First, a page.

Wednesday 13 June 2012

BCN Challenge 2012 - Day Two

BCN Marathon Challenge 2012
Day Two - Birmingham to Walsall
Sunday 3rd June 2012

And so we begin again, the alarm ringing ninsistently at 7.30 demanding on a return to the fray.

The trouble was the rain which has been falling relentlessly all night. We donned full wet weather gear and re-evaluated out options. We were an hour behind schedule so Titford pools were out (we discovered later that the canal had been closed due to a pollution incident) and quite frankly we couldn't be bothered to climb up the three at Smethwick to do the Engine Arm with its clue. Instead we decided to do the loops and then head to Walsall as fast as possible, ensuring we picked the the 25 bonus points for a pre 2.00pm finish.

Rain lashed Atlas and Malus

The rain never let up, not even for a moment, and we were grateful that our locking was limited to the eight at Ryders Green. All the locks were set for us so it was just left to me to cycle ahead and open the top gates, splashing along a flooded towpath as I went.

You can feel the difference as you leave the New Mainline at Pudding Green Junction, suddenly it is shallow and slow. Even today we are losing bits of the BCN, the most recent secton being the Swan Arm (Wednesbury Old Canal) which is now blocked, reeded up and silted - an arm we navigated only four years ago.

2012 Plaque - black in respect for Graham Wharton our late Chair.

Then it's the Walall Canal and what can I say? It's an unprepossessing waterway at the best of times, but in the pouring rain in 8C it is a miserable place to be. 

Walsall Canal at Darlaston Road Bridge (the next day)

We joined a convoy of working boats, Saltaire in front and the Atlas / Malus combo behind. I have to give it to them - I struggled to maintain my station at times and then the inevitable - a keep net round the prop. I fell by the wayside on the sump commonly known Darlaston. Atlas and Malus came past and we then spent the last four miles trying hard to catch up.

Standing there in the rain gave me time to think. The Walsall canal has to me the dirtiest, shallowest, and most toxic canal on the system - but why? OK, its not loved by the locals who use it as the private tip, but what about the black sediment?

I guess it really is a sump, with numerous canals discharging into it in years gone by:

Ryders Green, Danks, Haines, Ocker Hill, Gospel Oak, Monway, Bradley Locks, Anson / Bentley, Walsall Locks and Bilston - all gritty industrial canals with sediment looking for somewhere to go.

We crept into the Walsall Town Arm at 1.20pm, joining a gaggle of boaters under a gazebo to sip a celebratory glass of champagne and hand in our log sheets - not quite the celebration that was planned. Having said hello to old friends we retired the the warmth of our craft and tried to get some feeling back into our extremities. Why exactly are we doing this?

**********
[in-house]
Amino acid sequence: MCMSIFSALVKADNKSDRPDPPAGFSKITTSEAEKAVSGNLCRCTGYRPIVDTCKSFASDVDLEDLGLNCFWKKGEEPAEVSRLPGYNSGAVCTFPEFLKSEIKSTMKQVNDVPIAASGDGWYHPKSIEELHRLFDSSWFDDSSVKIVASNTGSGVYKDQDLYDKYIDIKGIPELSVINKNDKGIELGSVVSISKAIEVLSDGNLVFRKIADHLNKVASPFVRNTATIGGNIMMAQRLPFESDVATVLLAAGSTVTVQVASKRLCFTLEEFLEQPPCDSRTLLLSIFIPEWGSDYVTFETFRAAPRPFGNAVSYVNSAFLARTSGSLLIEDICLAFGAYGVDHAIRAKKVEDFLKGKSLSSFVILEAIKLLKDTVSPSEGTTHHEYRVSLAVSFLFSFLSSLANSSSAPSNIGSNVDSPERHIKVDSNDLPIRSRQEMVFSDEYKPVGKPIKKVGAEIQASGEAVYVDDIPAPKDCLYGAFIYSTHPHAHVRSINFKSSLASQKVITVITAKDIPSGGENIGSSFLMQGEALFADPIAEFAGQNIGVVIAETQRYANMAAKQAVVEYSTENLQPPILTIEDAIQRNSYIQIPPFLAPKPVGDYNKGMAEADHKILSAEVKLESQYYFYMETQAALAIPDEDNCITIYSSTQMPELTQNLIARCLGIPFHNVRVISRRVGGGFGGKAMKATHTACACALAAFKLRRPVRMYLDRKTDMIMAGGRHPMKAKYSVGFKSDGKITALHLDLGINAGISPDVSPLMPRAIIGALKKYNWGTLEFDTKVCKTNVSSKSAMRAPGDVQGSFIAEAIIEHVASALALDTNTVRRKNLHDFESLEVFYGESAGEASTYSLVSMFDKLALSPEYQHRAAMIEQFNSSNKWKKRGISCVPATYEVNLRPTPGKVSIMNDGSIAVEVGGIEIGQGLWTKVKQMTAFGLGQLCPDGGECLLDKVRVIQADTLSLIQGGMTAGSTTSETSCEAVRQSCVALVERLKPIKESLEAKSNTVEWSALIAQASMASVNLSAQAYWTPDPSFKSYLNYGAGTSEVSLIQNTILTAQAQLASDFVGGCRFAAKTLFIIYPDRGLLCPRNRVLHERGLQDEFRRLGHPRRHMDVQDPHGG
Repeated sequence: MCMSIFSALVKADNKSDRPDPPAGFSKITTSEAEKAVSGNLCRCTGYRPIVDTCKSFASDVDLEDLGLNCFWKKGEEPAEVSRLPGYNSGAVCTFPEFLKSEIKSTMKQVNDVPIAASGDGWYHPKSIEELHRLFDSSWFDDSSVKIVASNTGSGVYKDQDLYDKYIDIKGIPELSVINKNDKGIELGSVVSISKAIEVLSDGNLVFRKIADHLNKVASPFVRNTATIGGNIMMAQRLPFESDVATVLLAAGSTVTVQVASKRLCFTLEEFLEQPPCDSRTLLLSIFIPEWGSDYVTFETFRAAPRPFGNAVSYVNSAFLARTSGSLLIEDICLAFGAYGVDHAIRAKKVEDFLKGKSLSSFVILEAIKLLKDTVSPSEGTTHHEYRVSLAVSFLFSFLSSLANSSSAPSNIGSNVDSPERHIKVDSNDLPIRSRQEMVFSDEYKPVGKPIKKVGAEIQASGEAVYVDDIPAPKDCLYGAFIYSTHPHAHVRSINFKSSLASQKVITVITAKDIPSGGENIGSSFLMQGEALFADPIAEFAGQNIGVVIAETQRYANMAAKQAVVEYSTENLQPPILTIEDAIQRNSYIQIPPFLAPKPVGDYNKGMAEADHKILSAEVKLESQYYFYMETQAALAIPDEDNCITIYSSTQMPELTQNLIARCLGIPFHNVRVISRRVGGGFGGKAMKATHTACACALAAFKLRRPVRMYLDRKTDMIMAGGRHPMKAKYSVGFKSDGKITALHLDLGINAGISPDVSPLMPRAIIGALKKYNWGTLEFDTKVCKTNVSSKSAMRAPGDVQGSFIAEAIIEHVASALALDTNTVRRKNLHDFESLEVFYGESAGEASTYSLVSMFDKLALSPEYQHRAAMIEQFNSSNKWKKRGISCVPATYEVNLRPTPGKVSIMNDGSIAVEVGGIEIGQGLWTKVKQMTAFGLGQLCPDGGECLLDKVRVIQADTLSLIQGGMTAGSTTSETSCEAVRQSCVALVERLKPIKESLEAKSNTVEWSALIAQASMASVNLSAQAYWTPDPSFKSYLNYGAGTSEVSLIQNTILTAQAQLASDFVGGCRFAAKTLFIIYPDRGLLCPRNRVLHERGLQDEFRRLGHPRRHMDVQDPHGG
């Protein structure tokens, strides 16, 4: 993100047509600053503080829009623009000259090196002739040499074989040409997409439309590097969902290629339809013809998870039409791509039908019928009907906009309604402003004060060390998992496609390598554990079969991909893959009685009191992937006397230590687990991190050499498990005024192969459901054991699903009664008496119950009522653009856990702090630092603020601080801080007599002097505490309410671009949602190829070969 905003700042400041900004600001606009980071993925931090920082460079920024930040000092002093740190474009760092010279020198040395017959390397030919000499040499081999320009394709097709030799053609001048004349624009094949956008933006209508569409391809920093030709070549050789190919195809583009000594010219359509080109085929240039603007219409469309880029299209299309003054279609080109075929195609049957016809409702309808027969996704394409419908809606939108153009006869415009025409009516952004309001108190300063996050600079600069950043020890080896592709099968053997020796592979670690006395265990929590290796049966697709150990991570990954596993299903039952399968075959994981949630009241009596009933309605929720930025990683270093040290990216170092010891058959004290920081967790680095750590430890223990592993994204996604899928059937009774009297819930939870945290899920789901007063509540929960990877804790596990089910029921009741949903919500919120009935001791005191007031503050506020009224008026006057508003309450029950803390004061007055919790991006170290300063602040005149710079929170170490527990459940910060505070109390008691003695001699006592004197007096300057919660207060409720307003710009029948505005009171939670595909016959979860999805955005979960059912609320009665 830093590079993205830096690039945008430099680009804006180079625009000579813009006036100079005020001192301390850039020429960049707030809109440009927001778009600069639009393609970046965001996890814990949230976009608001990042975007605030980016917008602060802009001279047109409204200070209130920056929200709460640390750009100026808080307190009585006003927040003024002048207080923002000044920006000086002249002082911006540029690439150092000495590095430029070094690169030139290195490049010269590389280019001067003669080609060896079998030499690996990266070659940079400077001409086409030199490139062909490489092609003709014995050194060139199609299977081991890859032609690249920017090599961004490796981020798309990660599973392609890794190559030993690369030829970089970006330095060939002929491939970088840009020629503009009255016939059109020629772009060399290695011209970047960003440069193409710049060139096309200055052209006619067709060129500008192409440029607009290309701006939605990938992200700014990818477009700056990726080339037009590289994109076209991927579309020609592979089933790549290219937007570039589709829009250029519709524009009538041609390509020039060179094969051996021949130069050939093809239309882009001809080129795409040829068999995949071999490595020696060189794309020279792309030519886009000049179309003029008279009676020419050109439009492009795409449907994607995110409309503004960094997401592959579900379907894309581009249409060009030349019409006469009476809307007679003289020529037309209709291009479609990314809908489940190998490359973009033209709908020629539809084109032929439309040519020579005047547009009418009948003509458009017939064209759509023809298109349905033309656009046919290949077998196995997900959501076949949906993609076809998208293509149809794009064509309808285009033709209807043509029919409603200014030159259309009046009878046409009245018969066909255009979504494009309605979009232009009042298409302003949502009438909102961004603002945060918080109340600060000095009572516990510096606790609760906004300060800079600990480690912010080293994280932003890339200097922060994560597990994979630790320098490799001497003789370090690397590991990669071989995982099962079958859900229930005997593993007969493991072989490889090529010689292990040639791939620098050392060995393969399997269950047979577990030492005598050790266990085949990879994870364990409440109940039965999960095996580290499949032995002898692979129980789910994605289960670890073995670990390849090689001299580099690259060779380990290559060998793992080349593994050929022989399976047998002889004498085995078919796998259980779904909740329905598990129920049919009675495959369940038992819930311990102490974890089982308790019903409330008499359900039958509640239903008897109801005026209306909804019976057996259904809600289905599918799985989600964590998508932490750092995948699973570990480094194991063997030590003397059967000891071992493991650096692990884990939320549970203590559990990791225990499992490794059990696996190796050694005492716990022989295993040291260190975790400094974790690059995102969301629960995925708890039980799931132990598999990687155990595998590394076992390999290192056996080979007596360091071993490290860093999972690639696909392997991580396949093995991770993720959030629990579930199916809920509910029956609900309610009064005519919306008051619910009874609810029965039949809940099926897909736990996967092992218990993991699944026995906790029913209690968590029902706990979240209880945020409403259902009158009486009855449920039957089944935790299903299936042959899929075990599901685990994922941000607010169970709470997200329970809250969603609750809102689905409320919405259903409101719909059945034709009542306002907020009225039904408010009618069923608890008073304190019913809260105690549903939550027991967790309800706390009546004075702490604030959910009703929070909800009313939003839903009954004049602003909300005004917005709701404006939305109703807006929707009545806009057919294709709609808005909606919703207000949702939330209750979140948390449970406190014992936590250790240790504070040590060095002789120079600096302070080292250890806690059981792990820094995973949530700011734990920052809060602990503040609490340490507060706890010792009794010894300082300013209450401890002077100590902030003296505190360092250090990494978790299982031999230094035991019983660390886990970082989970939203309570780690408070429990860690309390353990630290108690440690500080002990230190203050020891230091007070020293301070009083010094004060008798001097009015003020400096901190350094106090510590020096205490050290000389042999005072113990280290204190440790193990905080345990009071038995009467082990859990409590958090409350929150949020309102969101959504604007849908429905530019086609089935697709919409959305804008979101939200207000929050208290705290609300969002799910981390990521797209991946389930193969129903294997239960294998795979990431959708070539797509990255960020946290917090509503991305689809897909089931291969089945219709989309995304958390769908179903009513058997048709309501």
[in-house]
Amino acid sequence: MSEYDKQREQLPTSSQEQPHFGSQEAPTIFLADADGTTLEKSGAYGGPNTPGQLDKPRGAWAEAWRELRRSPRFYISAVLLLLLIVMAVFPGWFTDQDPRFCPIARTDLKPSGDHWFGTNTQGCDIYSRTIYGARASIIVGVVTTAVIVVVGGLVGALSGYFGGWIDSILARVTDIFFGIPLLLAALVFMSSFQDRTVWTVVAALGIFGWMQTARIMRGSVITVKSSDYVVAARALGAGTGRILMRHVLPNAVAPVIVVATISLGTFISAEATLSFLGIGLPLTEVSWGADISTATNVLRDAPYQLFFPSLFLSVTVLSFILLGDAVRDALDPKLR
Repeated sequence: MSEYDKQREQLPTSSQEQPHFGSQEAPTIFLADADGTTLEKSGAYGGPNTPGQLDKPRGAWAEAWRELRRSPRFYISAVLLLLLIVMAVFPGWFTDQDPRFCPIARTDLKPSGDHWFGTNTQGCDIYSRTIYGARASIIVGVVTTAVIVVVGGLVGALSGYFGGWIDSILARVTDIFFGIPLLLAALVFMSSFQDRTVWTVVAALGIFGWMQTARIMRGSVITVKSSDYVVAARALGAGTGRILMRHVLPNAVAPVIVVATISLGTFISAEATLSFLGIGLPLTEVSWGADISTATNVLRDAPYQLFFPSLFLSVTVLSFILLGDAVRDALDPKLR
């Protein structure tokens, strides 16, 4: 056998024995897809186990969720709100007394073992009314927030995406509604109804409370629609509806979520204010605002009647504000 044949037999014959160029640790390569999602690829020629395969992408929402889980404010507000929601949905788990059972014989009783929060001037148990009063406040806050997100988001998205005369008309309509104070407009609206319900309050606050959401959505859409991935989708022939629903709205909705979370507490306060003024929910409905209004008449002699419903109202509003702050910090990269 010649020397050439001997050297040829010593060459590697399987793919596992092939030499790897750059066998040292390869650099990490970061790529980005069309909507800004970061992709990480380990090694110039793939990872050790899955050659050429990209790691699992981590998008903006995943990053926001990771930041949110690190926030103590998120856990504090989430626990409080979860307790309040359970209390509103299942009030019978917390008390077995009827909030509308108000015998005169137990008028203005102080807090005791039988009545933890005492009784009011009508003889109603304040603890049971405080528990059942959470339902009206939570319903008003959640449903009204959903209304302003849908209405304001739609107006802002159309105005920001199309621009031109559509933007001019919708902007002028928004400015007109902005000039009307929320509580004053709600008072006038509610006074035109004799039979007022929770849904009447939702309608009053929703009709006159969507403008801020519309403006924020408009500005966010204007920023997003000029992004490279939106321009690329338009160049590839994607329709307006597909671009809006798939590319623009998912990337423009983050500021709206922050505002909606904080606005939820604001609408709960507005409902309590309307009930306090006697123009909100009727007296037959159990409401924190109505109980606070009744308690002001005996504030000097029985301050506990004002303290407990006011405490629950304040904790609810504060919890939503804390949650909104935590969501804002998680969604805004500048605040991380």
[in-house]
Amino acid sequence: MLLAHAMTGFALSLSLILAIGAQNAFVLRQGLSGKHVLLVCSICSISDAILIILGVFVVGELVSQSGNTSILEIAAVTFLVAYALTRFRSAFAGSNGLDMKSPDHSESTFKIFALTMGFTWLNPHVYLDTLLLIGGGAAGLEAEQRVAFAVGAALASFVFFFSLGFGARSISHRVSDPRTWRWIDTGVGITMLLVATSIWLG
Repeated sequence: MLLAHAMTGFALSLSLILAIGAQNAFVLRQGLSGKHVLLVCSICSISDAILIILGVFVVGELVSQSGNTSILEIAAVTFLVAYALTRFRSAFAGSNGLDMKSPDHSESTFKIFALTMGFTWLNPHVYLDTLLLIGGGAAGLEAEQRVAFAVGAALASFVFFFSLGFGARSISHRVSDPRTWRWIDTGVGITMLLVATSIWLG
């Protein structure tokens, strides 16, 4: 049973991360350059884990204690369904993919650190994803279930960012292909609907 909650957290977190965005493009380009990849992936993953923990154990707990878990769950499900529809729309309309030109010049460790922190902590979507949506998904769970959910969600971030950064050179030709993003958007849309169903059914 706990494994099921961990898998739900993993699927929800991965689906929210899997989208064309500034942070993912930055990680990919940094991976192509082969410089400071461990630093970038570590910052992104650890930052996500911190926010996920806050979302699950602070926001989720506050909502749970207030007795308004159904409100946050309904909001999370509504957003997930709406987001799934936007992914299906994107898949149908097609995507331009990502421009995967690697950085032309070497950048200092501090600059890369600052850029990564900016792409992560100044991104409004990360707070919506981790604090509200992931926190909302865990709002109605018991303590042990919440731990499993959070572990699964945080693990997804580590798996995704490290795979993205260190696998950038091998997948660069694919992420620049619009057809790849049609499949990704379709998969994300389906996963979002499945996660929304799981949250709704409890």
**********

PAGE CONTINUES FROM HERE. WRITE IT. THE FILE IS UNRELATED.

Walsall Basin

An couple of hours later as we were dozing in front of a DVD there was a knock on the roof. Surprise surprise - it was Ian and Karen from Tacet and Jim from Starcross who had caught a train over from Birmingham. Their arrival was closely followed by Richard from Tawny Own and a group was assembled for a trip to the Blackcountryman Pub, a source of better beer than that offered by The Wharf Bar. 

Walsall town centre was a windswept wasteland, broken brollies cavorting along the high street like modern day tumbleweeds. 

The pub offered a warm haven with good well priced beer, so we stayed for an hour, or two, or three! We finally retired to the boat and settled down to watch that DVD before crashing out at 10.00pm - the end of a very wet and weary day.

Muskrat - last years winner and favourites for 2012


Rio said...

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Lets keep writing and blogging

Nb: Dont forget to leave your comment back for us.

Anonymous said...

Why do we do it?? Becuase someone has to beat Muskrat one day!!! :-)

Sue, nb Indigo Dream

Halfie said...

I was all set to read "Oh the Gall of it!" - but Blogger says the page doesn't exist. And yet I can see a preview with the first few words...

Andy Tidy said...

Its a forward dated post I released in error. Will explain all on Sunday.

Andy Tidy said...

Sue- some hope - but I have a plan for next year....

Howsie said...

Captain, I reckon most of the black sediment in the Walsall cut is due to the days when much coal was carried and there were lots of local coal pits. The the South Staffs coalfield lies under much of that area and the filthy water pumped from the pits eventually got into the cut.
If you had the chance to look at Chasewater recently there were large tracts of filthy black ooze caused by the drainings from a multitude of local pits over the last 200 years.
People were warned to stay off but local kids, dogs and others couldn't resist it, usually coming away like the old black and white minstrels.
V interesting blog for a non boater like me, keep up the good work.